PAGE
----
What are phytochemicals?

Phytochemicals are substances that are naturally present in foods of plant origin. Currently, much is being researched about them for the benefits they bring to health, mainly their antioxidant power and their possible role in cancer prevention.

On the other hand, phytochemicals are not properly nutrients, therefore, they do not have energy or nutritional function. That is why foods containing phytochemicals are called functional foods, as they provide health benefits.

In a varied and healthy diet, we can find a sufficient quantity of phytochemicals to contribute its benefits to our health. Likewise, the combination in the same food of different phytochemicals enhances and improves the effects of them.

Functions of phytochemicals and benefits of their consumption

The phytochemicals are responsible for assigning color, smell and taste to the dishes. For example, carotenoids are pro-vitamin A elements, so they have similar functions to this vitamin.

Among the functions that are attributed to phytochemicals, it includes the collaborate in maintaining a correct vision, as well as the integrity of the osseous and epithelial system. In addition, during breastfeeding stimulate milk production.

Several of the phytochemicals they have an essentially antioxidnate function. For this reason, they help reduce inflammation. In addition, they act as protectors in cardiovascular diseases.

Another of the most known effects of phytochemicals is its possible relation with the prevention of certain tumoral or cancerous processes. This function is carried out by converting potentially toxic or noxious substances into non-hazardous ones.

Some compounds also help maintain the immune system. Therefore, we can say that there are many beneficial properties attributed to phytochemicals.

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Characteristics of phytochemicals

Phytochemicals are elements that only exist in the plant kingdom and they are found in very small amounts. However, there are a large number of them that have not yet been investigated.

But nevertheless, Phytochemicals are not nutrients; there are no diseases due to their lack, but they do enhance the action of other nutrients.

In addition, they are not essential for our organism such as proteins, carbohydrates, fats, vitamins or minerals. Because they are antioxidants, exert preventive and curative action in the body.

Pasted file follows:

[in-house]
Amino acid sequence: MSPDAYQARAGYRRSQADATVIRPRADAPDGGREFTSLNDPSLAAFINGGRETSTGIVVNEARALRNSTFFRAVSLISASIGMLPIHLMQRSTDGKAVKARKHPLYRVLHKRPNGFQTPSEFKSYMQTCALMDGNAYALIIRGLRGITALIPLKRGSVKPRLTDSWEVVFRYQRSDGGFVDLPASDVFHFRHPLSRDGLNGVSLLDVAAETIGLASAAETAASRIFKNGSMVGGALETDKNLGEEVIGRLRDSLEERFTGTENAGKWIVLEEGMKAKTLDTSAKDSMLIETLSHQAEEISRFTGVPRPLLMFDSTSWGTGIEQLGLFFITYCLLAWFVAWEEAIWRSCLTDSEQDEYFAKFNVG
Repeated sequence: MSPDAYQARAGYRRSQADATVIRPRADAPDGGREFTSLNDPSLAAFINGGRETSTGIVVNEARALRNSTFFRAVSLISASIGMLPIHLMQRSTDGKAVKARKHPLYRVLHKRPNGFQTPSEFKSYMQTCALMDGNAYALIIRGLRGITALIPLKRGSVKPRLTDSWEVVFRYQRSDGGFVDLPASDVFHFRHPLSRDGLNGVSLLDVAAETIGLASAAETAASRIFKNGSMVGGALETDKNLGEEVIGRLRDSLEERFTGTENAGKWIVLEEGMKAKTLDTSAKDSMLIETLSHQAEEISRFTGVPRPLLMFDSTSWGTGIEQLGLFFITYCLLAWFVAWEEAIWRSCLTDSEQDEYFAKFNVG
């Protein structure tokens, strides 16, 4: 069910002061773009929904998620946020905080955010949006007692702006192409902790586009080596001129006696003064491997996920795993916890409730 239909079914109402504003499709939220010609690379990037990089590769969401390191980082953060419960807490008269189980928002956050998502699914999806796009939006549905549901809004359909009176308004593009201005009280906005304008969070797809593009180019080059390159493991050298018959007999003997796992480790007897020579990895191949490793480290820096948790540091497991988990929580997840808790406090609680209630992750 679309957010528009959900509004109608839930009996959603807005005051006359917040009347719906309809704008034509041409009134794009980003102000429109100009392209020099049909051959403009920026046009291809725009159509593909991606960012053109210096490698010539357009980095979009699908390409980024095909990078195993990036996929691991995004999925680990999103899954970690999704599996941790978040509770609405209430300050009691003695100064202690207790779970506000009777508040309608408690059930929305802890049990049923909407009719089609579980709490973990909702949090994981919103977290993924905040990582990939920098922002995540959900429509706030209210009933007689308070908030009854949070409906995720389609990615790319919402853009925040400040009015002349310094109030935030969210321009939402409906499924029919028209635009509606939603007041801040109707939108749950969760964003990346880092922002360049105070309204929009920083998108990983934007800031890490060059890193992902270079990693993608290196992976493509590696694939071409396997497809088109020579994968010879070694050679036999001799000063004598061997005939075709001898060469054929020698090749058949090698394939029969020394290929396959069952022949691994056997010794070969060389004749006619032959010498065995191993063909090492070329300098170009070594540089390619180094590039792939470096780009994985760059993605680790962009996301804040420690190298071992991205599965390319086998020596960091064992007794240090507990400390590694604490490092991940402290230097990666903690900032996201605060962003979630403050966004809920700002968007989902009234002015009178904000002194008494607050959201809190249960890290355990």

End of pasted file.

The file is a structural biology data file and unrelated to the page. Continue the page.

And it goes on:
Types of phytochemicals

The most common classification of phytochemicals it is done in function of its molecular structure, as well as its food sources:

1. Phenols

In turn, in the group of phenols we can make the following classification:

  • Flavonoids: They are found in citrus fruits such as cherry, apple, grape, acerola, tea, onion and pepper. In the group of flavonoids include, among others: anthocyanins, catechins, isoflavones, tannins, rutin, quercetin.
  • Phenolic acids: phytic acid, gallic acid, chlorogenic acid and vanilla among others. Some of their most abundant sources are legumes, whole grains, tea and artichoke.
  • Non-flavonoid polyphenols: such as resveratrol or lignans present in red wine, flax seeds, whole grains, legumes, fruits and vegetables.

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2. Terpenes

The terpenes are divided into two groups:

  • Carotenoids: such as lycopene, alpha-carotene, lutein, beta-carotene or capsaicin, which are found in carrots, squash, orange, mango, spinach, tomato, watermelon, grapefruit, red pepper or papaya.
  • No carotenoids: among which are the phytosterols, saponins or limonoids. Vegetable oils such as soy and fortified foods such as cassava and quinoa are some examples of foods with a high content of non carotenoid phytochemicals.

3. Tioles

This group also It is known as the group of sulfur compounds, for containing this mineral:

  • Índoles: Foods such as cabbage, Brussels sprouts, cauliflower, spinach or broccoli are the richest in character.
  • Glucosinolates: the food sources of this group are cruciferous, such as Brussels sprouts, red cabbage, broccoli, cauliflower or radishes.
  • Organosulfur compounds: present in garlic.

4. Tocopherols

This group of phytochemicals acts as vitamin E. Its main sources are vegetable oils, nuts, green leafy vegetables and whole grains.


Part of the phytochemicals are already being synthesized by the pharmaceutical industry. However, these supplements do not replace the need to follow a diet rich in cereals, fruits, vegetables and legumes. Do not forget!